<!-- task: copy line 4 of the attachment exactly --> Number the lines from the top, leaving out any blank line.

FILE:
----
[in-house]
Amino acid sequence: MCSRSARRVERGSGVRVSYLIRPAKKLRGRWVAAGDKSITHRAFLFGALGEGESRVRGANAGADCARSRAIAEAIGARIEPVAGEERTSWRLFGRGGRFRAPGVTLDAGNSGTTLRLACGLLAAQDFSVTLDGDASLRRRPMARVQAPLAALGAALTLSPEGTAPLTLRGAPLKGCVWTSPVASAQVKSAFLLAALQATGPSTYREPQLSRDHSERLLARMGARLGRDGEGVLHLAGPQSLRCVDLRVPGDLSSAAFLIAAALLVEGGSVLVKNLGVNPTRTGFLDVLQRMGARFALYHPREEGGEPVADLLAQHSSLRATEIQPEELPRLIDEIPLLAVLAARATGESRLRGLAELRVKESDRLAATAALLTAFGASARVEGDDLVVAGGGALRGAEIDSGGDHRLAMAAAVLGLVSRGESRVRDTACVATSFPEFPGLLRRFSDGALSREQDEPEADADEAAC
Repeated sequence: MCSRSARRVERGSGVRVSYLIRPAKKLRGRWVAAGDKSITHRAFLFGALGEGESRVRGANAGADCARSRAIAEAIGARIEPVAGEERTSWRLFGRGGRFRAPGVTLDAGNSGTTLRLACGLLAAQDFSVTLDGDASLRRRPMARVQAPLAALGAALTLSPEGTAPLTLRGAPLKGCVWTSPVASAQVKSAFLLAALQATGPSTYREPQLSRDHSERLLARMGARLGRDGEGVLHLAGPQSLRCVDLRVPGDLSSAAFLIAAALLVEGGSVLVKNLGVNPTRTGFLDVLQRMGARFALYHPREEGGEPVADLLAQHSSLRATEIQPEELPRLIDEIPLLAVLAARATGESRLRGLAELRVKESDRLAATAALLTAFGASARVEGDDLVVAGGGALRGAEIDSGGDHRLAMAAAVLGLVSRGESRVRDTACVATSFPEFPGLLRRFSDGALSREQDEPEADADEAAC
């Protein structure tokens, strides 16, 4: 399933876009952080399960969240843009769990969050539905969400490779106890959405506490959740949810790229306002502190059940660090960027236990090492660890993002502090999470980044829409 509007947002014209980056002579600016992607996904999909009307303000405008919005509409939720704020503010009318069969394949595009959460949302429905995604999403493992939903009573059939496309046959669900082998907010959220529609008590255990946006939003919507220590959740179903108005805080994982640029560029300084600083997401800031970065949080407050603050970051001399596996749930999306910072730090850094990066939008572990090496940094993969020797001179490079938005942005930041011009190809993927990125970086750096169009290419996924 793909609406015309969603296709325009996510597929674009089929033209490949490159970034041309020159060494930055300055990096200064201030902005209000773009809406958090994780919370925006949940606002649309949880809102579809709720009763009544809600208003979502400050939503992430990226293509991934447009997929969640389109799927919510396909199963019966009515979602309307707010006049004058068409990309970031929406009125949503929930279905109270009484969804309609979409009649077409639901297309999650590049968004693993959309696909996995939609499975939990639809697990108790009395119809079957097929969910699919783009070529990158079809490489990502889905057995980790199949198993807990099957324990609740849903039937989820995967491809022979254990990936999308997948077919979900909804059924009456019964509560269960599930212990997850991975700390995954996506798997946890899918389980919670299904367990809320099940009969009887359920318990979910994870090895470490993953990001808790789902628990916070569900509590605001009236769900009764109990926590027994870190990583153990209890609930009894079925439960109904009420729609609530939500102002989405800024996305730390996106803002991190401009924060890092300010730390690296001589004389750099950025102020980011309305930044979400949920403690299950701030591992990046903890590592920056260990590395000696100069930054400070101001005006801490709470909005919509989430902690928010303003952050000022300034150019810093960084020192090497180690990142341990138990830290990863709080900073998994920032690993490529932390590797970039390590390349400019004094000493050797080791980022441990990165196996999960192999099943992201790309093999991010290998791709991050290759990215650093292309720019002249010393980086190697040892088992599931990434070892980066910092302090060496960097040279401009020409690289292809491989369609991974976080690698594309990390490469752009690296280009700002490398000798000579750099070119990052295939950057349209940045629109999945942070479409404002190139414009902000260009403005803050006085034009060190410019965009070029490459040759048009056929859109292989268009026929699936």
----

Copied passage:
């Protein structure tokens, strides 16, 4: 399933876009952080399960969240843009769990969050539905969400490779106890959405506490959740949810790229306002502190059940660090960027236990090492660890993002502090999470980044829409 509007947002014209980056002579600016992607996904999909009307303000405008919005509409939720704020503010009318069969394949595009959460949302429905995604999403493992939903009573059939496309046959669900082998907010959220529609008590255990946006939003919507220590959740179903108005805080994982640029560029300084600083997401800031970065949080407050603050970051001399596996749930999306910072730090850094990066939008572990090496940094993969020797001179490079938005942005930041011009190809993927990125970086750096169009290419996924 793909609406015309969603296709325009996510597929674009089929033209490949490159970034041309020159060494930055300055990096200064201030902005209000773009809406958090994780919370925006949940606002649309949880809102579809709720009763009544809600208003979502400050939503992430990226293509991934447009997929969640389109799927919510396909199963019966009515979602309307707010006049004058068409990309970031929406009125949503929930279905109270009484969804309609979409009649077409639901297309999650590049968004693993959309696909996995939609499975939990639809697990108790009395119809079957097929969910699919783009070529990158079809490489990502889905057995980790199949198993807990099957324990609740849903039937989820995967491809022979254990990936999308997948077919979900909804059924009456019964509560269960599930212990997850991975700390995954996506798997946890899918389980919670299904367990809320099940009969009887359920318990979910994870090895470490993953990001808790789902628990916070569900509590605001009236769900009764109990926590027994870190990583153990209890609930009894079925439960109904009420729609609530939500102002989405800024996305730390996106803002991190401009924060890092300010730390690296001589004389750099950025102020980011309305930044979400949920403690299950701030591992990046903890590592920056260990590395000696100069930054400070101001005006801490709470909005919509989430902690928010303003952050000022300034150019810093960084020192090497180690990142341990138990830290990863709080900073998994920032690993490529932390590797970039390590390349400019004094000493050797080791980022441990990165196996999960192999099943992201790309093999991010290998791709991050290759990215650093292309720019002249010393980086190697040892088992599931990434070892980066910092302090060496960097040279401009020409690289292809491989369609991974976080690698594309990390490469752009690296280009700002490398000798000579750099070119990052295939950057349209940045629109999945942070479409404002190139414009902000260009403005803050006085034009060190410019965009070029490459040759048009056929859109292989268009026929699936």